Crawdads, the Midwest Version of Lobster

When I was growing up in 1948 Nebraska, one of my favorite things to do on a Saturday morning was to go "crawdadding" with my dad, two brothers, Bob and Junior and Dad's friends.

Hmmm, you don't know what "crawdads" are....well, lets see, in the south they are called crawfish, the eastern United States folks call them crayfish and some parts of this great nation refer to them as mudbugs or yabbies. But in the central and western areas, they are just plain ole crawdads….miniature lobsters.

I loved to go with them. We’d hop into Dad’s old Model T Ford and the guys would discuss where the best spots would be. Dad had his favorite places, depending on how much rain we’d had. Since he was the driver, we’d usually go there.

Crawdaddin’ wasn’t involved, took absolutely no talent and was a great way for us kids to get wet and muddy without being yelled at for doing it. Mom would scold Dad for letting me come home covered with mud and smelly pond water but all she’d say to me was “don’t come into the house with those muddy clothes on”.

I can still remember the feel of the squishy mud between my toes and the prickly thrill that maybe we’d get our toes pinched by a wandering crawdad or some fish would "get" us. Occasionally a small water snake would be sunning itself on the shore and would slither into the pond… took a whole lot of persuading to get me back into the water after seeing one.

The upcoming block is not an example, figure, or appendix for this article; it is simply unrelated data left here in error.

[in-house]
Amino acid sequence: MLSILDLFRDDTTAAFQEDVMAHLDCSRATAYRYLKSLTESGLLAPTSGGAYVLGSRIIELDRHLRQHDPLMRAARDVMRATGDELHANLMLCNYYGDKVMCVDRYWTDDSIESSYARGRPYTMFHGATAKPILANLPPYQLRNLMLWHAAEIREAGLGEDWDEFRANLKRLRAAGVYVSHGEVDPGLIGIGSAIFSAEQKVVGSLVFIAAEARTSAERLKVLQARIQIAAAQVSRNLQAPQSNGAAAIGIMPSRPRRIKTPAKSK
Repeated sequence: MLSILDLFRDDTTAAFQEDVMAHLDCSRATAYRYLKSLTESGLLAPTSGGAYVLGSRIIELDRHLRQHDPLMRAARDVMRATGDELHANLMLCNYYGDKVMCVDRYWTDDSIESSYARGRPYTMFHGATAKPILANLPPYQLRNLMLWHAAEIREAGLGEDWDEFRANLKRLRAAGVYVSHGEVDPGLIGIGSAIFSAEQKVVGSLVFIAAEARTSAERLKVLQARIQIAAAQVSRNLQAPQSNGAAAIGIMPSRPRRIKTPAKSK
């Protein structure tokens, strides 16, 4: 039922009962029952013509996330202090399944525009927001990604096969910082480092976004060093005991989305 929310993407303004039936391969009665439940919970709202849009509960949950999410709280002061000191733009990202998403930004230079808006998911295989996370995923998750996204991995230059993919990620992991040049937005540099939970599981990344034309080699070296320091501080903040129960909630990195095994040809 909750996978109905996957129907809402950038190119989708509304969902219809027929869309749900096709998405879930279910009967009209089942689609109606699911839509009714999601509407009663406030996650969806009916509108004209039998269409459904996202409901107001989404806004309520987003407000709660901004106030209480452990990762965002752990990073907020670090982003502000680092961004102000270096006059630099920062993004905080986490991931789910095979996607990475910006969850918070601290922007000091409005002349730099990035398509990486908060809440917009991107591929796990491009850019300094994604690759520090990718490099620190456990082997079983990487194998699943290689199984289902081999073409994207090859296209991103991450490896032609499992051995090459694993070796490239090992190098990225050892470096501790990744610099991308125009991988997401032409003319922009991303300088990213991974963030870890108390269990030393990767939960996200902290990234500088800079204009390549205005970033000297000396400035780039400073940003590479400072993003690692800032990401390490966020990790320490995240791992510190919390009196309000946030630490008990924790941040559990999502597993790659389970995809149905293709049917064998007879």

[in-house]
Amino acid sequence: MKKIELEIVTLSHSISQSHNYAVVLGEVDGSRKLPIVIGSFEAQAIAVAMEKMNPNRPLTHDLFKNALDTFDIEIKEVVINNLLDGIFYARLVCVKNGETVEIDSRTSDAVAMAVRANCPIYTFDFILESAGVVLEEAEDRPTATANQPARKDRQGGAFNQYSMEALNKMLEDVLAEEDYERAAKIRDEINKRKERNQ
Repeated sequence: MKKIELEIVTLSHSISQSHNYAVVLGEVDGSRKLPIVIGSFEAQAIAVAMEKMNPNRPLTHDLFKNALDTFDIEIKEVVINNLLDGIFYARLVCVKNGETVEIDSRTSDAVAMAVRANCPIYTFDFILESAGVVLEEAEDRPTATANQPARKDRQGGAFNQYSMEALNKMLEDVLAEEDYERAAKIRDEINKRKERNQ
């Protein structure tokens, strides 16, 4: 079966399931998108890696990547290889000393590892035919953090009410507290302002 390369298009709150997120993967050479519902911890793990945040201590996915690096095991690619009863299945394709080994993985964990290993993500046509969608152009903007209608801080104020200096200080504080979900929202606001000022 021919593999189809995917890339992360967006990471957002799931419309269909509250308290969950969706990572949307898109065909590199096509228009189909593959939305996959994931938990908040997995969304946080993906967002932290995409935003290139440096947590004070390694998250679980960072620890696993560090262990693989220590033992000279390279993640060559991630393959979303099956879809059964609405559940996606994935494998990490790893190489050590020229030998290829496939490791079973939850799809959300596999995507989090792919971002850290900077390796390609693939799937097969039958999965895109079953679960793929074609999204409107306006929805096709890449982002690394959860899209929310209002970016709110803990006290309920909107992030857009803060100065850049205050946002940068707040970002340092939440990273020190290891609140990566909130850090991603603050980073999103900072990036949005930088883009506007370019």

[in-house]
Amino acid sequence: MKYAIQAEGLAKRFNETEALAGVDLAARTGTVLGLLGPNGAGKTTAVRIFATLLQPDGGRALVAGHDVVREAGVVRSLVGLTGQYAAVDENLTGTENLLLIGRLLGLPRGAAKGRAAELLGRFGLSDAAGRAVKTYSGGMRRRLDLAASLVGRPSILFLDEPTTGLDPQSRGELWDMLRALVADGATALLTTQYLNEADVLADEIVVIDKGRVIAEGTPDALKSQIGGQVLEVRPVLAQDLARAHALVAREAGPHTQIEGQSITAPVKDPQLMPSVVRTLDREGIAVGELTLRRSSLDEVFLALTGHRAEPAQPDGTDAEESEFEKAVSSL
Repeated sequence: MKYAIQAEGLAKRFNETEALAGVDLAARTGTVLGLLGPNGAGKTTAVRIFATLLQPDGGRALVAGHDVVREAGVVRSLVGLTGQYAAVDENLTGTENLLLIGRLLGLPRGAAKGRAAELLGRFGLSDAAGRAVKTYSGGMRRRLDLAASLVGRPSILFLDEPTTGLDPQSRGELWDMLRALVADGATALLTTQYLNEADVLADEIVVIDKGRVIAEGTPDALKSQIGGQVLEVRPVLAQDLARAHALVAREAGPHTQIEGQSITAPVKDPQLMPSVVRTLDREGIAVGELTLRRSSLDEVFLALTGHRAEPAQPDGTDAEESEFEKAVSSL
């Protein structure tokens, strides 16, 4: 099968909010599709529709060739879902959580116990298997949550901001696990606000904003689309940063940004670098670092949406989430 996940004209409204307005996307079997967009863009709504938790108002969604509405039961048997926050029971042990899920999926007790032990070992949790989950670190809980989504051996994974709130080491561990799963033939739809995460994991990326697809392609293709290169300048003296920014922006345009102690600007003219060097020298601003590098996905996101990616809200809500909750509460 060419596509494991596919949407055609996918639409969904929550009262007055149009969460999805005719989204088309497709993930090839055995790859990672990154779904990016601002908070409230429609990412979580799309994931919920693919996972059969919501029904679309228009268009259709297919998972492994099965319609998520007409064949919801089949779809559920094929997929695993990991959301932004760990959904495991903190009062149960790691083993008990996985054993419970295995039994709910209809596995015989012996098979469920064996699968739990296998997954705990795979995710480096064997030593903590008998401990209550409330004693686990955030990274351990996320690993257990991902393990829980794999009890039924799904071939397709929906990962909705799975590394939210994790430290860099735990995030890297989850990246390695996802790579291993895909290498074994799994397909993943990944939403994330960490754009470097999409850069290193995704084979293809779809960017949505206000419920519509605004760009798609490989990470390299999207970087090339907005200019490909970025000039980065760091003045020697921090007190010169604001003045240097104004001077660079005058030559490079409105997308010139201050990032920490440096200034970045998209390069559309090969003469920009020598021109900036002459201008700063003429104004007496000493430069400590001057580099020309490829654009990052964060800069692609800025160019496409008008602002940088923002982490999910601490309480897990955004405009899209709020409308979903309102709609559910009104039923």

Once we arrived at the right pond, Dad would hang a piece of beef liver on a string tied to a piece of wood....then he'd toss it out into a pond or slough (a muddy body of water). They'd throw out 10 or more floating tidbits and wait for a few minutes for the smell to attract the crawdads. They hung out fairly close to shore, under debris hiding from fish, raccoons and other creatures that lived in the area. They were the favorite food of whatever fish happened to live in the pond and had learned the art of self-preservation.

The crawdads would swim up and grab the liver with their big claws. We (the kids) would wade out, pick up the wood and slip a homemade net under the crawdads and occasionally would find some 5 or 6 inchers....we'd really get excited if we happened to get those big ones! Then we would come back to shore and dump the net into a gunny sack.

Once we got enough, a whole sack full, we'd head for home and empty the sack into our old claw bathtub filled with salty water. (on Saturday nights, I also was dumped into that tub…after Mom had scrubbed it out)

I was between 8-10 years old and loved to play with the crawdads before they turned into snacks!  

I’d look for the biggest ones and tease them to get them to open their claws. Had my fingers pinched many, many times. 

Once they were cleaned out by the salty water and rinsed, Mom would cook batches of them in her big soup pot….she’d add spices and whatever else was necessary to give them a spicy flavor. They turned bright red and the smell wafted through the open windows and sooner or later the whole neighborhood would smell the spicy crawdads cooking, bring their beer and we'd have a party! (the kids didn't get beer...don't remember what we had - probably kool-aid since it was cheap and easy to make.

Thanks for letting me share my memories…..

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